Advocates for electric buses cite cutbacks in cost, pollution

Paul Kurtz
May 03, 2018 - 6:10 pm
Kelly Flanigan, PennEnvironment global warming colutions campaign associate, spoke of the benefits of electric buses.

Paul Kurtz | KYW Newsradio


PHILADELPHIA (KYW Newsradio) — Environmental advocates are citing a new report on the adverse health effects caused by diesel fuel in order to call on SEPTA and Philadelphia schools to transition to electric-powered buses.

Dozens of advocates flocked outside City Hall Thursday to hear the release of the report by PennEnvironment Research and Policy Center and Frontier Group. The report found that transitioning to electric buses would save SEPTA and the school district a lot of money while also significantly cutting down on pollution.  

"The asthma rate in Philly is more than twice the national average," said Molly Michel, a field organizer for Moms Clean Air Force and a mother of two, who also attended the report hearing. "Our children are jumping onto SEPTA buses every single day breathing in toxic diesel pollution with every single block they travel."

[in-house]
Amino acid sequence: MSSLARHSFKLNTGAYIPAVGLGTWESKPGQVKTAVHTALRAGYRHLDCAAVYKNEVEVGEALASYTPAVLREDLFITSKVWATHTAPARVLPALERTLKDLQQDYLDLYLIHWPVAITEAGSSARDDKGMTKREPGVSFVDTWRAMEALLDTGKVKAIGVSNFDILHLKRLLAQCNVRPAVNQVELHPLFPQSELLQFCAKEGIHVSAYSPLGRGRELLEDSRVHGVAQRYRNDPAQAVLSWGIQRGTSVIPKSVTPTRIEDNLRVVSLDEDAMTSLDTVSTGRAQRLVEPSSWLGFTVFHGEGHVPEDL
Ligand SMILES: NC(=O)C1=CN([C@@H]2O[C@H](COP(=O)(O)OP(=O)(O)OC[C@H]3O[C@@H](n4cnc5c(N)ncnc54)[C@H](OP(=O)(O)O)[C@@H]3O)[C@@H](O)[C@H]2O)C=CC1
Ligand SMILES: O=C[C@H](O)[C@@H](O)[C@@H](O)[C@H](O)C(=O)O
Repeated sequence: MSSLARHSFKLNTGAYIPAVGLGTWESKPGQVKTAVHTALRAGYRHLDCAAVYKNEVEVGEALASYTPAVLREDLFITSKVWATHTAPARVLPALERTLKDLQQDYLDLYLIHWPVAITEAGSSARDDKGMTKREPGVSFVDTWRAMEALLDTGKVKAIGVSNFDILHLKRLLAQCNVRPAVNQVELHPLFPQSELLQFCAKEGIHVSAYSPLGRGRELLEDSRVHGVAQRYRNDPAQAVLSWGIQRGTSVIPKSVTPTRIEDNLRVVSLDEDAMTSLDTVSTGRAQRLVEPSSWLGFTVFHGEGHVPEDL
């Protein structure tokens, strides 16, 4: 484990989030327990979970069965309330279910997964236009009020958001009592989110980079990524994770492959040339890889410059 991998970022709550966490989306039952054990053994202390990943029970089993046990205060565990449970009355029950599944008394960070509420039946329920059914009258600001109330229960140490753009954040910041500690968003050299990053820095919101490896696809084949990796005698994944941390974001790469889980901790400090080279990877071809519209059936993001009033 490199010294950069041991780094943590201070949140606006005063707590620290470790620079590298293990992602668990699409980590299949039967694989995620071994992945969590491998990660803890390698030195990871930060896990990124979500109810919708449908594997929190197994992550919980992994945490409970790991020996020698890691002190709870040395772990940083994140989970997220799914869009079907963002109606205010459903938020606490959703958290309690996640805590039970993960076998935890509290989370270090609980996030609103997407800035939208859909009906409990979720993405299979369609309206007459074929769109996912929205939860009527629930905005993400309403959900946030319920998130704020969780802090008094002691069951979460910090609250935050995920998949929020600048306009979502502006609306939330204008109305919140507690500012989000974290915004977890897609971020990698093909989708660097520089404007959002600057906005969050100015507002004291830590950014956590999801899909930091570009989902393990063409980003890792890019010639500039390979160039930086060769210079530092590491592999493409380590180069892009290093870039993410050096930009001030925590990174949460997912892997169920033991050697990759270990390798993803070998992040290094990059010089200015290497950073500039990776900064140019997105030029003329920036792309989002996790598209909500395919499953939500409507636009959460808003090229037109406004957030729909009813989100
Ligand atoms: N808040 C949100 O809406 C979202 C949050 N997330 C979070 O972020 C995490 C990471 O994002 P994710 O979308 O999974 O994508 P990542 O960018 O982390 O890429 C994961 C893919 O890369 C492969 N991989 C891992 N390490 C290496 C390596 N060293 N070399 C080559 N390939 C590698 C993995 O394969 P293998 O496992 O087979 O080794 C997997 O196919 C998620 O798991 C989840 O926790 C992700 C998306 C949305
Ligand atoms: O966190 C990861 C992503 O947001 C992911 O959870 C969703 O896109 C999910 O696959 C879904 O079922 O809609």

The report concluded  that transitioning all 21,000 diesel school buses in the state would help avoid over 155,000 tons of pollution per year — the equivalent of taking more than 30,000 cars off the road.

Kelly Flanigan, PennEnvironment global warming colutions campaign associate, said the report also suggests ways to pay for what would certainly be a costly turnover.

"The state is receiving $118 million as part of the Volkswagen settlement," she said. "A portion of that money should be used to purchase all electric school and transit buses in addition to charging infrastructure."

Flanigan noted other cities across the world that have committed to protecting public health by transitioning to electric buses. She believes Philadelphia should make the same commitment.

SEPTA is currently installing more than 500 hybrid buses. A pilot program is also set to roll out 25 electric buses.